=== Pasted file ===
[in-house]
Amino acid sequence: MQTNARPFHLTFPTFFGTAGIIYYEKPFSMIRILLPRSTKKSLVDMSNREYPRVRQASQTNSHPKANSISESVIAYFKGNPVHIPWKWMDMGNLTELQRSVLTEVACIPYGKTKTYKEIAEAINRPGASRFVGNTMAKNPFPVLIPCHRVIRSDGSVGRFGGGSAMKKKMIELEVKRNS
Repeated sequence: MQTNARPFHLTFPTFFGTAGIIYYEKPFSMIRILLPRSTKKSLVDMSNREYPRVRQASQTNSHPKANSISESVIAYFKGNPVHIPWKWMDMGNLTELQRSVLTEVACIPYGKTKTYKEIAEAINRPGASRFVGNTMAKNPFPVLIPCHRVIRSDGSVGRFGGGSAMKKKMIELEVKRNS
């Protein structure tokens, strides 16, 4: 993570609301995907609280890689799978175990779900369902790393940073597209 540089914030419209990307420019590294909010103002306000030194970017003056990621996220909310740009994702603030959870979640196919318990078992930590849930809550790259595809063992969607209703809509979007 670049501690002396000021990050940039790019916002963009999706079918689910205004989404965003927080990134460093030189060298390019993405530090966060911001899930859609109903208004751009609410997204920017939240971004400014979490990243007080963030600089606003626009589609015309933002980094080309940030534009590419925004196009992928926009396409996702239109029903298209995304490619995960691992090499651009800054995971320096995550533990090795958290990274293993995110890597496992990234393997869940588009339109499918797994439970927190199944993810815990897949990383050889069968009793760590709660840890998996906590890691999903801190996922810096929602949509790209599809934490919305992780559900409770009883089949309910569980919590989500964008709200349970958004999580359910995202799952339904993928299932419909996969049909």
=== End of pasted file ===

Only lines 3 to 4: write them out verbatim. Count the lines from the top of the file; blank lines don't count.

Repeated sequence: MQTNARPFHLTFPTFFGTAGIIYYEKPFSMIRILLPRSTKKSLVDMSNREYPRVRQASQTNSHPKANSISESVIAYFKGNPVHIPWKWMDMGNLTELQRSVLTEVACIPYGKTKTYKEIAEAINRPGASRFVGNTMAKNPFPVLIPCHRVIRSDGSVGRFGGGSAMKKKMIELEVKRNS
């Protein structure tokens, strides 16, 4: 993570609301995907609280890689799978175990779900369902790393940073597209 540089914030419209990307420019590294909010103002306000030194970017003056990621996220909310740009994702603030959870979640196919318990078992930590849930809550790259595809063992969607209703809509979007 670049501690002396000021990050940039790019916002963009999706079918689910205004989404965003927080990134460093030189060298390019993405530090966060911001899930859609109903208004751009609410997204920017939240971004400014979490990243007080963030600089606003626009589609015309933002980094080309940030534009590419925004196009992928926009396409996702239109029903298209995304490619995960691992090499651009800054995971320096995550533990090795958290990274293993995110890597496992990234393997869940588009339109499918797994439970927190199944993810815990897949990383050889069968009793760590709660840890998996906590890691999903801190996922810096929602949509790209599809934490919305992780559900409770009883089949309910569980919590989500964008709200349970958004999580359910995202799952339904993928299932419909996969049909």